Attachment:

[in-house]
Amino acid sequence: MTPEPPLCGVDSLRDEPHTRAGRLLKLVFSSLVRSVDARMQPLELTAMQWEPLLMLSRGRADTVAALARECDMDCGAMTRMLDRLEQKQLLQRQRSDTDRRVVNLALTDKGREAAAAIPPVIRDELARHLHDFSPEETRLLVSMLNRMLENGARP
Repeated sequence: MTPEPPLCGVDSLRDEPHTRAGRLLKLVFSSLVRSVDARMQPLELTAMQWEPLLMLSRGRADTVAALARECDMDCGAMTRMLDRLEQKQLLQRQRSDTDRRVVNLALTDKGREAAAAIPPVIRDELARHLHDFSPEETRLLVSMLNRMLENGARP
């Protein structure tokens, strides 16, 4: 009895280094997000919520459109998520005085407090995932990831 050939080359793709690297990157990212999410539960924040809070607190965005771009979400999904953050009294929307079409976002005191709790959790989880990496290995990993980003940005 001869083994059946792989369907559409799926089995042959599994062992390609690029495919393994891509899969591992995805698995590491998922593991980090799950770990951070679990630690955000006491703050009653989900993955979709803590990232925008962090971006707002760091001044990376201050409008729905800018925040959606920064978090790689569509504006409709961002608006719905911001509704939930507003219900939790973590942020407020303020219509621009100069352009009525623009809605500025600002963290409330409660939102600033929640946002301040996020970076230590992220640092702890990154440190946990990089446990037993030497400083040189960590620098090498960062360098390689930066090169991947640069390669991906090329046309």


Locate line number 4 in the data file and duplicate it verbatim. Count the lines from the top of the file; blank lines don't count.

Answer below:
């Protein structure tokens, strides 16, 4: 009895280094997000919520459109998520005085407090995932990831 050939080359793709690297990157990212999410539960924040809070607190965005771009979400999904953050009294929307079409976002005191709790959790989880990496290995990993980003940005 001869083994059946792989369907559409799926089995042959599994062992390609690029495919393994891509899969591992995805698995590491998922593991980090799950770990951070679990630690955000006491703050009653989900993955979709803590990232925008962090971006707002760091001044990376201050409008729905800018925040959606920064978090790689569509504006409709961002608006719905911001509704939930507003219900939790973590942020407020303020219509621009100069352009009525623009809605500025600002963290409330409660939102600033929640946002301040996020970076230590992220640092702890990154440190946990990089446990037993030497400083040189960590620098090498960062360098390689930066090169991947640069390669991906090329046309």